Two Men Arrested for Assaulting Officer Who Died after Capitol Riot
Authorities arrested two men connected to the assault of Officer Brian Sicknick, a Capitol Policeman who died after the January riot. However, as per available documents, the two were not charged for killing him.
Law enforcement arrested Julian Elie Khater from Pennsylvania and George Pierre Tanios of West Virginia. The two were set to appear in a federal court hearing Monday. Both of them received nine counts of assault charges for attacking Sicknick.
A video captured how Khater sprayed a substance from a black canister onto Sicknick's face. He also appeared to spray the faces of other police officers.
He then waved a canister around five to eight feet from three police officers, which included Sicknick. All three reacted as if something was about to hit their faces.
According to an unidentified FBI agent, Khater and Tanios worked together so that they can law enforcement personnel by spraying an unidentified chemical on their faces and eyes.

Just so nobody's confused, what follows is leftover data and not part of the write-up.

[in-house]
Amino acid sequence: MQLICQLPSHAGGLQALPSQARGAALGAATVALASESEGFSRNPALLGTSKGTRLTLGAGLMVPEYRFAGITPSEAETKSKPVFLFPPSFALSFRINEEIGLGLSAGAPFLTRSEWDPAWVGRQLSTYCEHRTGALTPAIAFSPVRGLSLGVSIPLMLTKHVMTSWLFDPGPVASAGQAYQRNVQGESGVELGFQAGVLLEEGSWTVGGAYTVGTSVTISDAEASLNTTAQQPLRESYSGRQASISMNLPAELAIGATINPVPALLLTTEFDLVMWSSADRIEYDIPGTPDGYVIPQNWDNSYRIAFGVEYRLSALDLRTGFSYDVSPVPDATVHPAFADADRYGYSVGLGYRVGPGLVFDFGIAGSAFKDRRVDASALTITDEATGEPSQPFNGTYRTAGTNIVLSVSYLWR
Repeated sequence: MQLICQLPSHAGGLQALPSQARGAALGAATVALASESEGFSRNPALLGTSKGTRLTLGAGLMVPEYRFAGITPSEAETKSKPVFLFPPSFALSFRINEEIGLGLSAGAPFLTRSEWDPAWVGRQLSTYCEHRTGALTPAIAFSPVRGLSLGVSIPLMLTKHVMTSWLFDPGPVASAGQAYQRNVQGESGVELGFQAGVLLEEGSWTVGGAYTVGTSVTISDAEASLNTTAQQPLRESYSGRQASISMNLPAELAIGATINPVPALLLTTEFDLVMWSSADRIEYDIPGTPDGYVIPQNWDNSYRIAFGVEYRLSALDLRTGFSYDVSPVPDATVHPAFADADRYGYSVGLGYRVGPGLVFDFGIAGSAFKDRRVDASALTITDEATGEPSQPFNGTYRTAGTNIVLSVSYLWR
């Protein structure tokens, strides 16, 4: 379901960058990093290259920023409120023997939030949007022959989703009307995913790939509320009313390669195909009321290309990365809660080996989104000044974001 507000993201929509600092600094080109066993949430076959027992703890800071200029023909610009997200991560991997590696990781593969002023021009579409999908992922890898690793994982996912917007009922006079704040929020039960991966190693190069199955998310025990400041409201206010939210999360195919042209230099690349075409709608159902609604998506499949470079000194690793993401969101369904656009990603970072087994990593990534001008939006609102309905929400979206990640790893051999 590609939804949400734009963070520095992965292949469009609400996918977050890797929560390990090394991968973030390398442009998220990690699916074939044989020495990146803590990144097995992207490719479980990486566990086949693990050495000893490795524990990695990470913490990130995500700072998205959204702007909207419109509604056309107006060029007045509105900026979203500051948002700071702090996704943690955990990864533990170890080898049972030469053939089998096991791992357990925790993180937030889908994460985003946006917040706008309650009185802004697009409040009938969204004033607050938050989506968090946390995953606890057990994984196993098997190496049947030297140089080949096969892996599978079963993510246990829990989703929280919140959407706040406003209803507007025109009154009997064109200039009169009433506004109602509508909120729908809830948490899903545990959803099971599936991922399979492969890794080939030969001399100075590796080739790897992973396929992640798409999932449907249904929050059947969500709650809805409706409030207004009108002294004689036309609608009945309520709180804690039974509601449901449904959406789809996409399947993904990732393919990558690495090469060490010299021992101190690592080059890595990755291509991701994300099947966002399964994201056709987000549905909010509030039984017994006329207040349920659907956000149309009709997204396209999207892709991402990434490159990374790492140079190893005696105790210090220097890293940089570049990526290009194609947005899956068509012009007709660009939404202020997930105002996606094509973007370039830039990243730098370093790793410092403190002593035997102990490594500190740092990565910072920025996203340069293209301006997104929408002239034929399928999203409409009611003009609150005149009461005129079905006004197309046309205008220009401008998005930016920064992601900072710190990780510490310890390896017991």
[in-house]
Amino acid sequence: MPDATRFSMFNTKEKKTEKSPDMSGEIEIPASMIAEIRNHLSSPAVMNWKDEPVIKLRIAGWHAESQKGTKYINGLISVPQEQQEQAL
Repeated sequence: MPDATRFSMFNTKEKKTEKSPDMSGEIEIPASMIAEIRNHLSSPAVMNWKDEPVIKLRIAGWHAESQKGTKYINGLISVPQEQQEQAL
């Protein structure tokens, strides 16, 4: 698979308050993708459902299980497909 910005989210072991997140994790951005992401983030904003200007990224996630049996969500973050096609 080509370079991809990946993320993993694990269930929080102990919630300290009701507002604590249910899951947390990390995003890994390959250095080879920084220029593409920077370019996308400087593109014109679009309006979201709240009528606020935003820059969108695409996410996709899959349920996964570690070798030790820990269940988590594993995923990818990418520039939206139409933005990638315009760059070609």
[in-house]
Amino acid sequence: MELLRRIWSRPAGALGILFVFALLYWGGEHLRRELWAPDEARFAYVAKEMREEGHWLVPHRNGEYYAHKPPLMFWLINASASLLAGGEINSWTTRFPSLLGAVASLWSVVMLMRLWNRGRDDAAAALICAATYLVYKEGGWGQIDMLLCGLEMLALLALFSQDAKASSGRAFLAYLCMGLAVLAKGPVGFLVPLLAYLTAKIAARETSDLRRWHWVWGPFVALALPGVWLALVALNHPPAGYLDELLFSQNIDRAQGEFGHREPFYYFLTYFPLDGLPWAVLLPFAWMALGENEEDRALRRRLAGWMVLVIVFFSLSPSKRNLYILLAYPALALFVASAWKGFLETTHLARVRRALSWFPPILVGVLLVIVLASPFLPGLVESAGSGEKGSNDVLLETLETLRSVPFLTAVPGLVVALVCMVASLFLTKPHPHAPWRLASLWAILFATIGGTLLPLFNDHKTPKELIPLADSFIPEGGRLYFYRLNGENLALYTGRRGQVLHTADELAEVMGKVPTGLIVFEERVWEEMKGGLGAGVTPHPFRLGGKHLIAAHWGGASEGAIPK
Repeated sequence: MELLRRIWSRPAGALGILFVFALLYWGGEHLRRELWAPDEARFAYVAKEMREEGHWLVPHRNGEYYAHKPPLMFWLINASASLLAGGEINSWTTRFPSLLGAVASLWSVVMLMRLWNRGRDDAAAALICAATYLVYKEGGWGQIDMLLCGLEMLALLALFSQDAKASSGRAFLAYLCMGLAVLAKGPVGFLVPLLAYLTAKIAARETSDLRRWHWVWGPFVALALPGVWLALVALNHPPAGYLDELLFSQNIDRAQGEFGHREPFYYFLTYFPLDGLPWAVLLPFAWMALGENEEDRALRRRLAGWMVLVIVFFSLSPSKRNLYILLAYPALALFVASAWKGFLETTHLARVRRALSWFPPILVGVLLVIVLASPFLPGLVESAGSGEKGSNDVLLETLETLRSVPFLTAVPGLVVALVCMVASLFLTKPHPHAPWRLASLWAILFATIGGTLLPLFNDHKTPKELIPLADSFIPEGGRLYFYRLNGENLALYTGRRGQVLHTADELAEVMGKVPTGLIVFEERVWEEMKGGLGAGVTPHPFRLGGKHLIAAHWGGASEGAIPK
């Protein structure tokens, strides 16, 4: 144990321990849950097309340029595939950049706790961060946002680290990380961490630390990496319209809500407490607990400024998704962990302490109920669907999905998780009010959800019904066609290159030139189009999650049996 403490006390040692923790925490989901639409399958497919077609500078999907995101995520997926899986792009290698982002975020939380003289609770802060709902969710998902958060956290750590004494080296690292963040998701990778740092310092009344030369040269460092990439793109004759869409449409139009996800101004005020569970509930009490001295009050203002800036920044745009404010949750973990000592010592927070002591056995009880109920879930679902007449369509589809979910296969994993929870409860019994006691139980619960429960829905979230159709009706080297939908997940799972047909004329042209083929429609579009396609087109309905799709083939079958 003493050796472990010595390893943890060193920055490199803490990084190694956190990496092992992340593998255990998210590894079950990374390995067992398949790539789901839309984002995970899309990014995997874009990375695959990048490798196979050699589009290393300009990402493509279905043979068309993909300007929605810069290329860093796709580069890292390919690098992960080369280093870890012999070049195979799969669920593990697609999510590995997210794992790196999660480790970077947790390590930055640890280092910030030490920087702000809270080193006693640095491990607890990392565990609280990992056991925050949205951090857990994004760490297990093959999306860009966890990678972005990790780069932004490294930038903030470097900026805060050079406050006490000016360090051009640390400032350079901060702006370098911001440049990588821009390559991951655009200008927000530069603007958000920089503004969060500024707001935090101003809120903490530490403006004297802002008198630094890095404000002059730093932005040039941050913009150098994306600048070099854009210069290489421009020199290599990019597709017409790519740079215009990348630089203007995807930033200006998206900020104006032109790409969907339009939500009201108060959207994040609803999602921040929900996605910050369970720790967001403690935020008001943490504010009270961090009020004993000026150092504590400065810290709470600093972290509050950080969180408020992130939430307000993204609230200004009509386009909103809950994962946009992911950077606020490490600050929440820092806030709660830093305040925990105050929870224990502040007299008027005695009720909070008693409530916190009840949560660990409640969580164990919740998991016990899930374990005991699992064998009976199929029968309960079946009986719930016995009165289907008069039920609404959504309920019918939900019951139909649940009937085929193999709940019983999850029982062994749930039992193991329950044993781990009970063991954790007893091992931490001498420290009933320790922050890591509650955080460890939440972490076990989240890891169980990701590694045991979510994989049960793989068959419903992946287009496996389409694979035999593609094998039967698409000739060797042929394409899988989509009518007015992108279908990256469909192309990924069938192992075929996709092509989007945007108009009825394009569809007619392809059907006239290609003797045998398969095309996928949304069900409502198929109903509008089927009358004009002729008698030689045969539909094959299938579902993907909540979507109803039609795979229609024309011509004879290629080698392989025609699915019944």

Prosecutors managed to file charges after the FBI received tips that helped identify the two men from wanted images and police body camera footage.
Two Men Arrested in Connection to Death of Capitol Police Officer
Officers arrested Khater right as he got off a flight at Newark International Airport, as per the Department of Justice. Meanwhile, police arrested Tanios at his home.
In connection to violence that took place in the Capitol last Jan. 6, around 300 people received charges in federal court. Many of these defendants are aged 18 to 70 and are from at least 40 states in the U.S.
Officer Sicknick had passed away in the line of duty a day after the Capitol riot, as per authorities. According to the local police, he collapsed while he was in a district office, following encounters with rioters. He died the next day while he was in a hospital. According to a report by Sicknick himself, rioters had sprayed his face with an unknown substance.
The exact cause of the officer’s death has yet to be reported. A chemical spray, however, is one of the suspected causes.
During the siege at the Capitol, about 140 law enforcement officials suffered injuries.